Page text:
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Do You Wear Your Seatbelt

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  • Guest's Avatar
    Guest replied
    i still find it unsettling to see how many of us will rationalize the risk we take. face it, the 30 seconds you save by "packing up" on the way becomes no issue if you are fatally injured. think about it, 30 seconds vs. the rest of your life.
    over the last couple of years, we have seen pictures of fire appartus involved in MVA's that very possibly would not have been LODD incidents had seat belts been used. i think of the picture of the engine in texas where the driver side hit a overpass abutment, and the driver lived. the officer was killed. the only damage you can see on the officer's side is the windshield missing. that picture breaks my heart.
    the absolute short term goal that i have at the start of every shift is that everyone goes home at the end of the shift. a seatbelt is a valuable step toward the accomplishment of that goal.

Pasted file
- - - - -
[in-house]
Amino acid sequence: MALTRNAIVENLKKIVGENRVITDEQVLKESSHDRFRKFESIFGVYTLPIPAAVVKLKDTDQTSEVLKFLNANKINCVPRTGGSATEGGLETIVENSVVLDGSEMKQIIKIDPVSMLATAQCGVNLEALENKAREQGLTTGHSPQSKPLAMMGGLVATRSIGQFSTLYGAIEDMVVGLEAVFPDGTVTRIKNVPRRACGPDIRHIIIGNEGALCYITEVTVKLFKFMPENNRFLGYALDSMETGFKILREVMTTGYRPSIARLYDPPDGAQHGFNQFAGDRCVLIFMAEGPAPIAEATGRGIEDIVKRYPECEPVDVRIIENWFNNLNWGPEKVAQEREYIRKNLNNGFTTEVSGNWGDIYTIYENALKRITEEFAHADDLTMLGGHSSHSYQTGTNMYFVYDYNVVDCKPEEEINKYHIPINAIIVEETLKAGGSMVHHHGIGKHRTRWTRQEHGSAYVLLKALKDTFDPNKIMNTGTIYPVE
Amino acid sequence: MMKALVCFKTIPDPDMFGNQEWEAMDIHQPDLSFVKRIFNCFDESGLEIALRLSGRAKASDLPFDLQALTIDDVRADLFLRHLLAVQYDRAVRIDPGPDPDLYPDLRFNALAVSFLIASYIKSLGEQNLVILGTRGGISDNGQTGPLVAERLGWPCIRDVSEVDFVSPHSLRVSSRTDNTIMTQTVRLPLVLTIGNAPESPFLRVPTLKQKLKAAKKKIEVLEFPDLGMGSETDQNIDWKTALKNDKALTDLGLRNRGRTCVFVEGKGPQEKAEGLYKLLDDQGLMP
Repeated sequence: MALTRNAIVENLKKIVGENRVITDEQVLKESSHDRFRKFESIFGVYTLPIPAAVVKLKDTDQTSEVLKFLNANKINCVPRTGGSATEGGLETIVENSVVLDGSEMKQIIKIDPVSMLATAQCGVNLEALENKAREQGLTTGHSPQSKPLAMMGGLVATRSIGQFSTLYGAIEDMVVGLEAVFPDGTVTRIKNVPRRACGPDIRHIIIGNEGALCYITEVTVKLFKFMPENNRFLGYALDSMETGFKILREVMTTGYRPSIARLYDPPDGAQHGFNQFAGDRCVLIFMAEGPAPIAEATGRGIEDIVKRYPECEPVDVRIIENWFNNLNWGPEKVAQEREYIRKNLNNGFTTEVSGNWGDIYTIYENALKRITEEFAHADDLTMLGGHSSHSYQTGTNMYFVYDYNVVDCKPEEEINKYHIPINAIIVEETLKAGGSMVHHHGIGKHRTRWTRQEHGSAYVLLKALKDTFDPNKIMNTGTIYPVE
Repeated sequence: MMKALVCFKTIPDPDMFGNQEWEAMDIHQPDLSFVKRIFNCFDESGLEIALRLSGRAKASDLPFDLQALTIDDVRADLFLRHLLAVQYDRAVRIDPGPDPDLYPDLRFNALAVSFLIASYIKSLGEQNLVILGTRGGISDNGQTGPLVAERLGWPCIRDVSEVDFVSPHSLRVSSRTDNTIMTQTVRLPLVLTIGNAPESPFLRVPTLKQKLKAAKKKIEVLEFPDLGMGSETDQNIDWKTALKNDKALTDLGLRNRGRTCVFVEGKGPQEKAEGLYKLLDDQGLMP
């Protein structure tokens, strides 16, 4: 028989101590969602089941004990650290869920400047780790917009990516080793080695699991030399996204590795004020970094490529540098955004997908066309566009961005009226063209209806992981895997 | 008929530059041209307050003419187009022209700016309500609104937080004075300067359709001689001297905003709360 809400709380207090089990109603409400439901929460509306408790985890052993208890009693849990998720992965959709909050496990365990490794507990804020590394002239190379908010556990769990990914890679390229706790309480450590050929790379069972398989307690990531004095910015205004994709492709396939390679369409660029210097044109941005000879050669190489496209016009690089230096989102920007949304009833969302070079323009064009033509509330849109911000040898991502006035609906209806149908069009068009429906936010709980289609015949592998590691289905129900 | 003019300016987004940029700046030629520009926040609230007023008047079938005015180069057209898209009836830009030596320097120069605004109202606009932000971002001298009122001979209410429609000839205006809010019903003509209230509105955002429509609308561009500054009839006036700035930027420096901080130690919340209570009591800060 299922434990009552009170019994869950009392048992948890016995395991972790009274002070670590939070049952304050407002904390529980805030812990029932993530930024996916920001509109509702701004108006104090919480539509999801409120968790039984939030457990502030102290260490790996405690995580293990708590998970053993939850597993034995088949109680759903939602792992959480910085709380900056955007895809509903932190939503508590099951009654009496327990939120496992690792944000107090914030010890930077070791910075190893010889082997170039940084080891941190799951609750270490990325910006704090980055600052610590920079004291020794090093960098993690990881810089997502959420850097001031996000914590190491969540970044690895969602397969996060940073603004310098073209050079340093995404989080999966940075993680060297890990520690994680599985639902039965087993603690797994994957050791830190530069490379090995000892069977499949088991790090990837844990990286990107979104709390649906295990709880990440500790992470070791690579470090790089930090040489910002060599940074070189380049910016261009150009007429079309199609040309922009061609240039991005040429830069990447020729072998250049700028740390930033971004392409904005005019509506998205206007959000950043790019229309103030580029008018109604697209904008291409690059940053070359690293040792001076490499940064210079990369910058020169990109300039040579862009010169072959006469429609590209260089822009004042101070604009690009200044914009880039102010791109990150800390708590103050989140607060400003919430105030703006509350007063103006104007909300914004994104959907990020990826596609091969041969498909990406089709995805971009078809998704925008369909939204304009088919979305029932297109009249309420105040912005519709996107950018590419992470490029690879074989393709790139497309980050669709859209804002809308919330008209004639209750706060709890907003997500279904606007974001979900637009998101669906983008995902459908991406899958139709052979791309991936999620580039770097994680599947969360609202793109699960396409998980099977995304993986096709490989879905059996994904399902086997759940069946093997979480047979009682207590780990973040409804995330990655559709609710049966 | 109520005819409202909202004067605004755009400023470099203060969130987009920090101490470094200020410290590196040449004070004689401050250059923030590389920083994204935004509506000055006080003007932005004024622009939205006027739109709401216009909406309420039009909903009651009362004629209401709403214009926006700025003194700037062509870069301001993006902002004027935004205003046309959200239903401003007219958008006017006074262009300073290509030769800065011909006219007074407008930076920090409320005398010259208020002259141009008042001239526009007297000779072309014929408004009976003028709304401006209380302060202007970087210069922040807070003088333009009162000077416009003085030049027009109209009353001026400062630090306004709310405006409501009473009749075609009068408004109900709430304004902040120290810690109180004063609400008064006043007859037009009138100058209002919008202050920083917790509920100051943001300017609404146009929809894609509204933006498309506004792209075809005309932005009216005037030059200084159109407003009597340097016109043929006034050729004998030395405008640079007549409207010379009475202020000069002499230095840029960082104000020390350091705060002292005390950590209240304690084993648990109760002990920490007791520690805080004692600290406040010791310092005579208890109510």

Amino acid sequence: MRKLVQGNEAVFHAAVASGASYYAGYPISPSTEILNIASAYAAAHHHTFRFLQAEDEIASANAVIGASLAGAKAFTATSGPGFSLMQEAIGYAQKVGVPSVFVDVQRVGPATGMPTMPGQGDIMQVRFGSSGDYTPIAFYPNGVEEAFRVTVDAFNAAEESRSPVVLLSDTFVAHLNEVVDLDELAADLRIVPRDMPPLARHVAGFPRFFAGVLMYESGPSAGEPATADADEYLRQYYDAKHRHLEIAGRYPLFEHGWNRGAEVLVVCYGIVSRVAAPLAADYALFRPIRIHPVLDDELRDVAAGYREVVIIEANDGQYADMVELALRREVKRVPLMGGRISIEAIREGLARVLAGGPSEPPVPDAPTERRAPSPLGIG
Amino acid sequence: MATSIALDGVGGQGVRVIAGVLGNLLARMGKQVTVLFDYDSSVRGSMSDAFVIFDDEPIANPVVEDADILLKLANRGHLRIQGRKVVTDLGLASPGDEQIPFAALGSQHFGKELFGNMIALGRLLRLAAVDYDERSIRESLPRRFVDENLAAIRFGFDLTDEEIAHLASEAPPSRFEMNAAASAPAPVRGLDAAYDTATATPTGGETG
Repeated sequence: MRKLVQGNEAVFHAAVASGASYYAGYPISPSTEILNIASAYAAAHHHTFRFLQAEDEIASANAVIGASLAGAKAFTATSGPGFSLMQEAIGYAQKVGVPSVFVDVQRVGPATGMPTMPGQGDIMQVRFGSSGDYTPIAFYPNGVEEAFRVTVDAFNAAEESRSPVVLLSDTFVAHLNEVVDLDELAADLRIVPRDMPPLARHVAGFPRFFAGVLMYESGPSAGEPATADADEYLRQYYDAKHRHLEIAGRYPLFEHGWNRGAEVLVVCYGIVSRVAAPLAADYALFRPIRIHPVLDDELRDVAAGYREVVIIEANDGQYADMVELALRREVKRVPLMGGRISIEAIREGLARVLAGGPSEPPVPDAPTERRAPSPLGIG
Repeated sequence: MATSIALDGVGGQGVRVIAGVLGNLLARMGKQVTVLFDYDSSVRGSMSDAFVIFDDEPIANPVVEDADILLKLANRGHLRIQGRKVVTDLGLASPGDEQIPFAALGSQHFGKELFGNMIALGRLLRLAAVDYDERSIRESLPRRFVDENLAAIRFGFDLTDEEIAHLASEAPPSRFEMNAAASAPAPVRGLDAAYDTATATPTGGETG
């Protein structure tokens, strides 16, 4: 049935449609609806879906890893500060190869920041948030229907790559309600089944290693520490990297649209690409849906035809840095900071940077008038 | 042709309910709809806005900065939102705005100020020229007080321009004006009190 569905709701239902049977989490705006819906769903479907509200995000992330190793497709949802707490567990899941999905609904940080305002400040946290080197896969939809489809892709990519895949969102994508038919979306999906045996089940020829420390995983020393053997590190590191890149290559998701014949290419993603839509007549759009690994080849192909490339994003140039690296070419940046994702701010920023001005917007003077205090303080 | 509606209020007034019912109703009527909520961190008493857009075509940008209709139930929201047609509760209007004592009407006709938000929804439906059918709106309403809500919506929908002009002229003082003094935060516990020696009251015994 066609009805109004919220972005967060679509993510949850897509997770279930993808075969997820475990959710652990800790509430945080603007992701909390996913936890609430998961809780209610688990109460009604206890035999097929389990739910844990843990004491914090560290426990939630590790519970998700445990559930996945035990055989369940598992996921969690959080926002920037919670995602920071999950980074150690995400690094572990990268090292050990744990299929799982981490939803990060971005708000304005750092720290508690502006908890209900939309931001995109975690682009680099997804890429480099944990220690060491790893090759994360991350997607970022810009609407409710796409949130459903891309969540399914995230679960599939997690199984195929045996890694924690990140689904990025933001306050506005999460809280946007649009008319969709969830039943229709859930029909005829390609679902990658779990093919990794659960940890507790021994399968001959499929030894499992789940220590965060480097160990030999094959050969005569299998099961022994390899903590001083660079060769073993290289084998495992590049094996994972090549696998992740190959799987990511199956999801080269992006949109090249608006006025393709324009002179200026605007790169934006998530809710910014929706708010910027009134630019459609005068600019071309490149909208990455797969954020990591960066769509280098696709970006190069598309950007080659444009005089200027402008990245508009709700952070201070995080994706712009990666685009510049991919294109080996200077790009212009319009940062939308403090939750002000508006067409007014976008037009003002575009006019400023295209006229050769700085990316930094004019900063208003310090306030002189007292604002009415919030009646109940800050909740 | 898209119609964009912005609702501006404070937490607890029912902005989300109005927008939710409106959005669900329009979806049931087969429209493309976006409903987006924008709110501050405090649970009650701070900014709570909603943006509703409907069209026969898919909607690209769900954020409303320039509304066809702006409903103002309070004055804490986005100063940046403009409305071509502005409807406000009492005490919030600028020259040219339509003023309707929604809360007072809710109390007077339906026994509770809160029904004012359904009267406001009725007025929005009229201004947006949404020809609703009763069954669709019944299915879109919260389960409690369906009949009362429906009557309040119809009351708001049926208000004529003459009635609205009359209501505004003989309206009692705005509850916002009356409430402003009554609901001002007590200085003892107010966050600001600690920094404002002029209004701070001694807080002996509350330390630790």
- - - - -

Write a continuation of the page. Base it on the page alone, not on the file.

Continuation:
be safe......

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  • Guest's Avatar
    Guest replied
    In Nova Scotia it is the law. Regardless of the vehicle you are supposed to be belted. If not and you get stopped it is a $117 fine. But who is going to stop a firetruck?

    Due diligence is a big part any safety program. We have the need to protect ourselves every time we go out the door.

    Last week, Thursday February 15th, our rescue was responding to a medical emergency. The two MFR's in the cab of the vehicle were not wearing there belts. At 40 km/h, 25 mph, they hit a frost heave ( A depression in the road caused by the freezing and warming cycle of this time of the year.) that was the full width of the road and 3 feet wide and 1 foot deep. They did not see this in the road ahead of them and it was not a commonly travelled road. Both members hit the roof of the truck with enough force to leavemarks in the metal roof liner. The truck came to a complete stop. Both members exited the vehicle to check for damage and then continued on their way after shaking off the impact and warning others responding in POV's about the road damage.

    Wear your belts. Everytime. Everywhere.

    We are all guilty of not wearing the belts at some time in our past. Unless you are still driving an open cab 1920 pumper you have belts in the truck. As has been said " Do it for your Family."

    Philip Publicover, Fire Chief
    District #1 Fire Dept.
    Blandford, N.S., Canada
    E-mail [email protected]

    Train Hard and Train Safe